In an attempt to “promote more disruption and competition in the online video streaming space”, an anonymous hacker has leaked all of Twitch’s source code and creator earnings. The leak also includes information about an unreleased Steam competitor and data related to Twitch’s security tools. And unfortunately, this is just “part one” of an ongoing gigaleak.
Wrapped in a 125GB torrent, this leaked data was first shared on a 4chan thread on the morning of October 6th. Reliable sources have verified its authenticity to Video Game Chronicle and The edge, and Twitch confirms that it has suffered a data breach (it has not verified the authenticity of the leak). Some files in this leak were last modified on October 4, a sign that Twitch may have been hacked a few days ago.
All of Twitch’s source code is included in this leak, and it includes the source code for the platform’s mobile, desktop, and console clients. Shockingly, this source code is so complete that it contains full “commit history” from the company’s developers – that is, notes made to indicate changes made in the Twitch backend.
We can confirm that a breach has occurred. Our teams work with urgency to understand the extent of this. We will update the community as soon as more information is available. Thank you for carrying with us.
– Twitch (@Twitch) October 6, 2021
Internal Twitch security tools also appear in the leak. The most notable (so far) is Twitch’s “red teaming system”, which allows moderators to pretend to be hackers. We still do not know if any harmful security tools are hidden in this leak.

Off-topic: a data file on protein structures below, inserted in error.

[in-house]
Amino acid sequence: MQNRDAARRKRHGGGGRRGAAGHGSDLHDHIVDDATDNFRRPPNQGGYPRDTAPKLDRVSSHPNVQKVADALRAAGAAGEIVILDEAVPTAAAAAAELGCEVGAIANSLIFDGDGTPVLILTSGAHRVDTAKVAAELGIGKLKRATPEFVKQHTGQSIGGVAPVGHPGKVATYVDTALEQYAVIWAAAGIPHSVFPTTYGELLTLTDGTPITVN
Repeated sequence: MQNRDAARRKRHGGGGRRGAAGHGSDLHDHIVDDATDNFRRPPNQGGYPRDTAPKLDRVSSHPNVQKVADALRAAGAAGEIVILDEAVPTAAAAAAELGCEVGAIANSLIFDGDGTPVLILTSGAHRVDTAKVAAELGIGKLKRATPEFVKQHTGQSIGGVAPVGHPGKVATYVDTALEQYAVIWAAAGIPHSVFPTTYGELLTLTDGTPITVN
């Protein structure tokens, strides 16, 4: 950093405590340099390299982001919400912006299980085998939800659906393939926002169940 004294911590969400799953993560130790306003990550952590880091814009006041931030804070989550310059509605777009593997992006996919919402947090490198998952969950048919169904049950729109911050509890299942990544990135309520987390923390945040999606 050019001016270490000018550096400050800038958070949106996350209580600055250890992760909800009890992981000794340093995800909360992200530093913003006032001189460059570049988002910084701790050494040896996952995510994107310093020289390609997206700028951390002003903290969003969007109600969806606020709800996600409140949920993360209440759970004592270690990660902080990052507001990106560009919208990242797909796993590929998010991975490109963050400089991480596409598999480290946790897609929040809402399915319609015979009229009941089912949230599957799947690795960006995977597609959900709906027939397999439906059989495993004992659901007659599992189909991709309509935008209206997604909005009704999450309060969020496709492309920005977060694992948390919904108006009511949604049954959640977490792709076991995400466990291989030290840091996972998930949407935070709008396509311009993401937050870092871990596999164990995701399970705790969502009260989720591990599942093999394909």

And if you’ve ever wondered how much your favorite streamer earns, you’ll probably find out on social media. This leak contains three years of payout data for Twitch creators. Some streamers have already verified that this leaked financial data matches their earnings, although we are still not sure if this data is all-inclusive or focuses on only a fraction of Twitch streamers.
There are also a few quirks here. Because this leak contains all properties owned by Twitch, such as CurseForge, it reveals some unpublished projects. The most notable is called Vapor, a gaming market with a working title that clearly refers to Steam.
Some Vapeworld assets, including some 3D emotes with specular and albedo maps
I have not installed the version of device that they used, so I am limited to what assets I can get caps off with things like blender and renderdoc.
There are also custom device plugins here for devs. pic.twitter.com/6y4woQDcst
– Last night (@ Sinoc229) October 6, 2021
Early analysis of Vapor data shows that Twitch is working on something called Vapeworld– unfortunately (or unfortunately, depending on your priorities), this game has nothing to do with smoking cessation. It’s a VR chat client full of weird 3D Bob Ross emojis. We’re not sure if Vapeworld is an abandoned project or work in progress, but its files were last modified this week.
The hacker who shared this data made it clear for altruistic reasons, referring to Twitch as a “disgusting cesspool” that inhibits competition in the “video streaming space.” As such, the leak does not contain lots of personal data (apart from streamers earnings). It appears that the hacker intentionally omitted this data to protect users.
But any data breach is dangerous, and some analysts say encrypted user passwords are part of this leak (although these claims have not been verified). Not to mention, hackers could use the Twitch source code to find vulnerabilities in its security system, and we’re still waiting for “part two” of this leak, which could target Twitch users instead of targeting the company.
I strongly suggest changing your Twitch password and enabling two-factor authentication on your account. And if you want to be extra secure, I suggest you do the same with your Amazon account, which may be linked to Twitch depending on how you signed up.
Source: VGC, The Verge